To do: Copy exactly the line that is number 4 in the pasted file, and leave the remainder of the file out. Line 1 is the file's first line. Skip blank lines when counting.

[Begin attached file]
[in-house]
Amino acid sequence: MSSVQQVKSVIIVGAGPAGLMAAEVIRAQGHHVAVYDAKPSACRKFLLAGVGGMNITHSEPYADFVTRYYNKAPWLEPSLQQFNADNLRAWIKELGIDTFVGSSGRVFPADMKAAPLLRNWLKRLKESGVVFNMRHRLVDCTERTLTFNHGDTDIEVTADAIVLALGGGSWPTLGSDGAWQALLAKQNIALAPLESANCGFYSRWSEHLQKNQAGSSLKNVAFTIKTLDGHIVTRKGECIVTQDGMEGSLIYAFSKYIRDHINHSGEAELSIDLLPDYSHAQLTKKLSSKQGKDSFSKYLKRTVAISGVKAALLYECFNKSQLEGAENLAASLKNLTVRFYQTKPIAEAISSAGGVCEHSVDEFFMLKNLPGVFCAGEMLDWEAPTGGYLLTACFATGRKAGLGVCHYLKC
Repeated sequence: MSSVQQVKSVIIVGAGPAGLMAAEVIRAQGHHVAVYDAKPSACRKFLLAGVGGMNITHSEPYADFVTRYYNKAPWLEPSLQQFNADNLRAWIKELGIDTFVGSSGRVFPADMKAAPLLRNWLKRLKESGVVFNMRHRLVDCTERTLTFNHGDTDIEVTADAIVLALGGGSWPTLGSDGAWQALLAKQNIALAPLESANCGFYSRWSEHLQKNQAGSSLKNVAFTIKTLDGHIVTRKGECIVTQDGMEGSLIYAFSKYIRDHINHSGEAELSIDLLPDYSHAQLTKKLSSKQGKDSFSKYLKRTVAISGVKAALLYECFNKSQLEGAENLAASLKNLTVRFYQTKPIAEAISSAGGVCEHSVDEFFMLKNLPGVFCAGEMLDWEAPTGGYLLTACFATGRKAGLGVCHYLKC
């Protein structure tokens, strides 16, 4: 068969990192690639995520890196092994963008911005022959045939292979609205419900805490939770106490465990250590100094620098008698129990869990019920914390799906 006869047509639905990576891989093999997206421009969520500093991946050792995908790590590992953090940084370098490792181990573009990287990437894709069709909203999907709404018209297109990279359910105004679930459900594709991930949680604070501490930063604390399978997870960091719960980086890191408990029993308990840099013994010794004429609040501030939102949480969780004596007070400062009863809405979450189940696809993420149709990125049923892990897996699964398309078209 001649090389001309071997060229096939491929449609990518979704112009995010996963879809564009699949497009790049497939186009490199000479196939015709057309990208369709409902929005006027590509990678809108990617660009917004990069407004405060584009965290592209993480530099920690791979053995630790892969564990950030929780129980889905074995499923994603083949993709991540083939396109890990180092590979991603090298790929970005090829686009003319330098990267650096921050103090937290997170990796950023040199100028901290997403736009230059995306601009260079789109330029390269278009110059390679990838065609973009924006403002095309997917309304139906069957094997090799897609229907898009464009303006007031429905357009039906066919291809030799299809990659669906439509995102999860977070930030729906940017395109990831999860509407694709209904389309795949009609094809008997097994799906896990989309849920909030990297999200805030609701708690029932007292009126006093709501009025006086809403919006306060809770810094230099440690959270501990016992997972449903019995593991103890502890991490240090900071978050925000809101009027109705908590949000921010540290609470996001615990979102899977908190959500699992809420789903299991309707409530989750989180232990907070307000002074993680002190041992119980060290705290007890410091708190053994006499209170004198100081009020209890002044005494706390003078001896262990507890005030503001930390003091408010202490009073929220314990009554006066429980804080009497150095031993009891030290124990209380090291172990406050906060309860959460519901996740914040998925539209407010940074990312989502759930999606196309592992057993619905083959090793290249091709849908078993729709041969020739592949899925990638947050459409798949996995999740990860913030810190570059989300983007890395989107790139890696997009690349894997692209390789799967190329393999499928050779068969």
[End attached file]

């Protein structure tokens, strides 16, 4: 068969990192690639995520890196092994963008911005022959045939292979609205419900805490939770106490465990250590100094620098008698129990869990019920914390799906 006869047509639905990576891989093999997206421009969520500093991946050792995908790590590992953090940084370098490792181990573009990287990437894709069709909203999907709404018209297109990279359910105004679930459900594709991930949680604070501490930063604390399978997870960091719960980086890191408990029993308990840099013994010794004429609040501030939102949480969780004596007070400062009863809405979450189940696809993420149709990125049923892990897996699964398309078209 001649090389001309071997060229096939491929449609990518979704112009995010996963879809564009699949497009790049497939186009490199000479196939015709057309990208369709409902929005006027590509990678809108990617660009917004990069407004405060584009965290592209993480530099920690791979053995630790892969564990950030929780129980889905074995499923994603083949993709991540083939396109890990180092590979991603090298790929970005090829686009003319330098990267650096921050103090937290997170990796950023040199100028901290997403736009230059995306601009260079789109330029390269278009110059390679990838065609973009924006403002095309997917309304139906069957094997090799897609229907898009464009303006007031429905357009039906066919291809030799299809990659669906439509995102999860977070930030729906940017395109990831999860509407694709209904389309795949009609094809008997097994799906896990989309849920909030990297999200805030609701708690029932007292009126006093709501009025006086809403919006306060809770810094230099440690959270501990016992997972449903019995593991103890502890991490240090900071978050925000809101009027109705908590949000921010540290609470996001615990979102899977908190959500699992809420789903299991309707409530989750989180232990907070307000002074993680002190041992119980060290705290007890410091708190053994006499209170004198100081009020209890002044005494706390003078001896262990507890005030503001930390003091408010202490009073929220314990009554006066429980804080009497150095031993009891030290124990209380090291172990406050906060309860959460519901996740914040998925539209407010940074990312989502759930999606196309592992057993619905083959090793290249091709849908078993729709041969020739592949899925990638947050459409798949996995999740990860913030810190570059989300983007890395989107790139890696997009690349894997692209390789799967190329393999499928050779068969």